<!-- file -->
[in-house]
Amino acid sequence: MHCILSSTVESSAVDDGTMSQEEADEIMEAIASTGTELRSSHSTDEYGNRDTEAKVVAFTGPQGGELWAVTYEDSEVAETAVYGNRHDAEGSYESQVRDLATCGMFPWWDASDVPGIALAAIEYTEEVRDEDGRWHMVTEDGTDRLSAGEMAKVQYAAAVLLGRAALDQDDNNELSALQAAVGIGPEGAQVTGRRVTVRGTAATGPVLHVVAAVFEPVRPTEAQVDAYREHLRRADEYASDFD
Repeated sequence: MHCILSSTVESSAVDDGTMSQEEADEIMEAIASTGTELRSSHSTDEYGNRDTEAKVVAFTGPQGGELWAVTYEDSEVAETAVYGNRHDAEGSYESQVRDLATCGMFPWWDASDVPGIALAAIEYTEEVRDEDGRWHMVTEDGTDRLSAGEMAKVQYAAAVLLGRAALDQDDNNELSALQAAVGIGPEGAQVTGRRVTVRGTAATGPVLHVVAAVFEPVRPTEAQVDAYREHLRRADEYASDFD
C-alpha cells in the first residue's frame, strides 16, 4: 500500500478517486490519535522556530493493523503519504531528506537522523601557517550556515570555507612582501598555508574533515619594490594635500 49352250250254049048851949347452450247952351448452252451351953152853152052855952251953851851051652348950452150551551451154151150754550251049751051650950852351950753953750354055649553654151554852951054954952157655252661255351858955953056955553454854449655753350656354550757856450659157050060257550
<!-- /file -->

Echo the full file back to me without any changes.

[in-house]
Amino acid sequence: MHCILSSTVESSAVDDGTMSQEEADEIMEAIASTGTELRSSHSTDEYGNRDTEAKVVAFTGPQGGELWAVTYEDSEVAETAVYGNRHDAEGSYESQVRDLATCGMFPWWDASDVPGIALAAIEYTEEVRDEDGRWHMVTEDGTDRLSAGEMAKVQYAAAVLLGRAALDQDDNNELSALQAAVGIGPEGAQVTGRRVTVRGTAATGPVLHVVAAVFEPVRPTEAQVDAYREHLRRADEYASDFD
Repeated sequence: MHCILSSTVESSAVDDGTMSQEEADEIMEAIASTGTELRSSHSTDEYGNRDTEAKVVAFTGPQGGELWAVTYEDSEVAETAVYGNRHDAEGSYESQVRDLATCGMFPWWDASDVPGIALAAIEYTEEVRDEDGRWHMVTEDGTDRLSAGEMAKVQYAAAVLLGRAALDQDDNNELSALQAAVGIGPEGAQVTGRRVTVRGTAATGPVLHVVAAVFEPVRPTEAQVDAYREHLRRADEYASDFD
C-alpha cells in the first residue's frame, strides 16, 4: 500500500478517486490519535522556530493493523503519504531528506537522523601557517550556515570555507612582501598555508574533515619594490594635500 49352250250254049048851949347452450247952351448452252451351953152853152052855952251953851851051652348950452150551551451154151150754550251049751051650950852351950753953750354055649553654151554852951054954952157655252661255351858955953056955553454854449655753350656354550757856450659157050060257550